When going the distance on a bike, without a doubt happy feet are a must and after earning a ‘best seller’ tag across several gear sites the Sidi Aria Gore-tex waterproof boots have a lot to live up to.
Boasting top-level protection and a laundry list of features, I’ve had the pleasure of introducing the Arias to the hills and dales of Yorkshire, plus the displeasure of testing their limits on the daily commute… all on board my Honda CB500X. After a month of big miles I’m pleased to say the boots embraced both with the poise you might expect from one of the biggest brands…
First impression of the Sidi Aria boots is of fantastic quality and simple, subtle design. The materials used and the finish is some of the best I’ve come across; a mixture of Cordura, Gore-tex, Technomicro, YKK zips and moulded TPU (thermoplastic polyurethane) thrown in for added durability in key points.
The design is simple but that’s actually a good thing. The Sidi’s use good materials in a well thought through way to give enough character without being overstated. As far as touring boots go I’d argue they are some of the best looking out there.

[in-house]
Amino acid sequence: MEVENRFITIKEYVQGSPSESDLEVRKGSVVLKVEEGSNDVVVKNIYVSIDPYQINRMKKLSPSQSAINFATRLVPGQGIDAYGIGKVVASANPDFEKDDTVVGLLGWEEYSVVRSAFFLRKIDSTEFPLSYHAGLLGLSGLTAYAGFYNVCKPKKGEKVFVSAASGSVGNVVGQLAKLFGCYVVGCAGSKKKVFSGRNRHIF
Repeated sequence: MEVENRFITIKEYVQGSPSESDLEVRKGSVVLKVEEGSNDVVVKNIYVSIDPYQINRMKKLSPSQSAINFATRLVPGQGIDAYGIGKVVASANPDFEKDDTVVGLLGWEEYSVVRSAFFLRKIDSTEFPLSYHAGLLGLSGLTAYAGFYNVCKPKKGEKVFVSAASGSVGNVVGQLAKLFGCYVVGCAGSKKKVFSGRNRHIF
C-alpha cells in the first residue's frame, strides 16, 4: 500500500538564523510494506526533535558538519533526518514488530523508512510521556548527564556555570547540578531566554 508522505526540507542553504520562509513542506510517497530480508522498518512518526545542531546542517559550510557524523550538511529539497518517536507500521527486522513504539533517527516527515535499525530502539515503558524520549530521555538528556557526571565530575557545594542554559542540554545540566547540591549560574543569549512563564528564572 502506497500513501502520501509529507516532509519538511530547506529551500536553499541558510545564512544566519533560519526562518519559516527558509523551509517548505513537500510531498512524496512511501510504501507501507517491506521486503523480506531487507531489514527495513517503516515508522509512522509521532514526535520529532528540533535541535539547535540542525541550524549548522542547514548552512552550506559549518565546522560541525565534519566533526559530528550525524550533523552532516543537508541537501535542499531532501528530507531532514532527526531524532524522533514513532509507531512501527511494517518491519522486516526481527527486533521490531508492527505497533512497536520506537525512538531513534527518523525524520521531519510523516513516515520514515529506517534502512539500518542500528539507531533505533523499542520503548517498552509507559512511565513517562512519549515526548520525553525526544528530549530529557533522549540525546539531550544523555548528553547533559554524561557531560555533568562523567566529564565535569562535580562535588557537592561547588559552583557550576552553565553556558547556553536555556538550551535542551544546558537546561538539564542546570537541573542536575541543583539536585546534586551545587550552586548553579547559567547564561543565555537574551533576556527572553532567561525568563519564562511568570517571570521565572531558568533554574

Initially there was little to no flex in any direction and as explored in the comfort section below, they definitely benefit from some breaking in. That solidity does give confidence that the Arias will last really well though, and the TPU reinforcement plus the toe and heel cups really help with durability as well as protection. Despite a lot of rough use, the boots have help up perfectly, which is testament to the quality of the materials used.
Despite the use of mesh for much of the outer material they have proved extremely versatile in varied temperatures. Even with only basic thermal socks the boots have been plenty warm enough in conditions that have seen me reach for my heated jacket and gloves. They’ve also managed well in slightly warmer climes, and I have every confidence that thanks to the use of a Gore-tex membrane, they’ll remain breathable enough to work well in the heat of summer (a long forgotten memory at this point).
Using a classic side zip and velcro storm flap arrangement the Aria’s are really easy to get on and off. When undone there’s a really wide opening and high quality YKK zip with a good-sized pull that’s easy to grab even with a gloved hand. The only slight gripe being that the lower portion of the zip is covered by a smaller storm flap made up of the outer material. This only starts part way down and I’ve found the zip frequently catches on it. It’s something you get used to, but somewhat fiddly.